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Valley real estate prices on par with Vancouver, Toronto

BOW VALLEY – Housing prices in the Bow Valley are up there with Vancouver and Toronto. A long-awaited housing needs assessment shows that median prices for single-detached homes are $900,000 in Canmore and $1.2 million in Banff, which compares to $1.
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Van Horne Land Purchase
The site of the most expensive publicly known purchase of residental land in Canmore at 13 and 14 Van Horne Way, pictured on April 26, 2019.

BOW VALLEY – Housing prices in the Bow Valley are up there with Vancouver and Toronto.

A long-awaited housing needs assessment shows that median prices for single-detached homes are $900,000 in Canmore and $1.2 million in Banff, which compares to $1.1 million in Toronto, $1.3 million in Vancouver and significantly less in other Canadian cities.

While real estate data for Canmore and especially Banff is limited, townhouses are more affordable at a median price of $673,000 in Canmore, which is higher than $643,000 in Toronto but less than $804,000 in Vancouver.

Officials say housing prices have jumped significantly over the past decade, fuelled in part by low interest rates, easy access to financing and increased demand for housing in the Bow Valley, including for second homes in Canmore.

“Housing prices in Banff and Canmore more closely resemble big city real estate values,” according to the report by Bow Valley Regional Housing and Canmore Community Housing Corporation.

“The high cost of housing creates financial hardship for residents who do not have high incomes, for example, the service sector. This makes it challenging for local employers to attract and retain employees, especially if they do not offer employee housing.”

The 88-page assessment, which uses 2016 data, showed housing ownership costs grew approximately twice as fast as inflation between 2011-16. It outlined the median income difference between owner and renter households – owners’ incomes are 30 per cent higher than renters in Canmore and 24 per cent higher in Banff.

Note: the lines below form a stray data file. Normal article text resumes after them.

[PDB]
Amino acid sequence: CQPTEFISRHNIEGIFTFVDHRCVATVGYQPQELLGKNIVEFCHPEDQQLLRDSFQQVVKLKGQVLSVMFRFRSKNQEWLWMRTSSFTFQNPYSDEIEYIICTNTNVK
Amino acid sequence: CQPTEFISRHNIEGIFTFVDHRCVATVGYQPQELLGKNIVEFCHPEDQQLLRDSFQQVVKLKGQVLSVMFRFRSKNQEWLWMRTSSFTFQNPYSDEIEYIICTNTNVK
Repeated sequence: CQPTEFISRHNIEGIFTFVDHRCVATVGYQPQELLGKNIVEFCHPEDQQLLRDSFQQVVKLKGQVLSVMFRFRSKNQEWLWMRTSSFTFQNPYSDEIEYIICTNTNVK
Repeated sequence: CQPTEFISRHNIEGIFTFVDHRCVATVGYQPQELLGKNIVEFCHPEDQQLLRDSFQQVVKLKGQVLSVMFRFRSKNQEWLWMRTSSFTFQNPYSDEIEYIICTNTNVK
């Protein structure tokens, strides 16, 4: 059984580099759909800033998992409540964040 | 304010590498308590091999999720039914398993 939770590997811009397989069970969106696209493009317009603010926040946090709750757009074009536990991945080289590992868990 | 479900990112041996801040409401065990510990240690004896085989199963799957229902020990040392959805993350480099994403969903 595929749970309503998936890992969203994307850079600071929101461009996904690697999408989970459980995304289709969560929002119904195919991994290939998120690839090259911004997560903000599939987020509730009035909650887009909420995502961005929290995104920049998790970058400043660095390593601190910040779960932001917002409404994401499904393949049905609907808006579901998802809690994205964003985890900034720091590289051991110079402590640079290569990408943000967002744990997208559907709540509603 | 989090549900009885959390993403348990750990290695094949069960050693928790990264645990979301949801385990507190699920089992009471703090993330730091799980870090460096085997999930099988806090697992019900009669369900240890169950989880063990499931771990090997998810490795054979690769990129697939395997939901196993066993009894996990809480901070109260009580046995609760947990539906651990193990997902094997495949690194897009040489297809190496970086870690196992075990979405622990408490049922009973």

Alison Gerrits, community services director for the Town of Banff, said this news is no real surprise, noting it confirms much of what Banff’s own studies are saying.

“It shows that homeownership really is truly out of scope for most people,” she said.

“There are people who are not able to purchase a home with the wages that are being earned. It’s not possible for them to enter the homeownership market.

Canmore Councillor Joanna McCallum, who sits on BVRH, said many people who want to own a home end up leaving the Bow Valley, which is a great loss to the community.

“I think that in larger municipalities like Vancouver and Calgary you can drive to get a mortgage and there’s a higher proportion of higher paying jobs because it’s not a service-based economy,” she said.

"People can drive to Airdrie or drive to Okotoks until they can get a mortgage, which is typical of a lot of places with suburban development around them, and we can’t do that in Banff and Canmore. People in Banff used to drive to Canmore until they got a mortgage, and then we got popular.”

The assessment identifies affordable homeownership gaps as renters who have the income to become homeowners, but need some assistance to enter the housing market in order to stay in the Bow Valley.

This demographic contains police officers, nurses, teachers, middle managers and other professionals.

According to the assessment, an affordable homeownership program could be targeted to existing renters with incomes in the range of $70,000 (singles or couples) to $110,000 (larger families).

The study used a benchmark of 250 renter households as the homeownership affordability target, equating to eight per cent of all rental households. It concluded that the Bow Valley region will have to supply 53, or five units per year on average, just to keep pace with existing growth.

Canmore requires 31 affordable homeownership units to meet growth over 10 years, with 39 per cent of units required during the first five years, according to the study. Banff requires 22 affordable homeownership units, with about 55 per cent needed in the initial five years.

“Banff’s and Canmore’s affordable homeownership programs help retain essential workers in segments of the labour force that are critical to maintaining every community,” the assessment concluded.

“Many of these households will go elsewhere to achieve housing security, taking their skills, education and talents with them.”

The study also looked at housing price trends in resort communities in western Canada and looked at how that compared to the costs to live in adjacent communities.

Single-family home prices vary across mountain communities, according to the assessment, but prices in the communities of Cochrane and Squamish are significantly less than Banff or Whistler.

“Price trends confirm mountain towns have experienced similar increases in housing prices,” stated the report.

“Communities adjacent to mountain towns offer more affordable accommodation options – this holds true with Banff and Canmore.”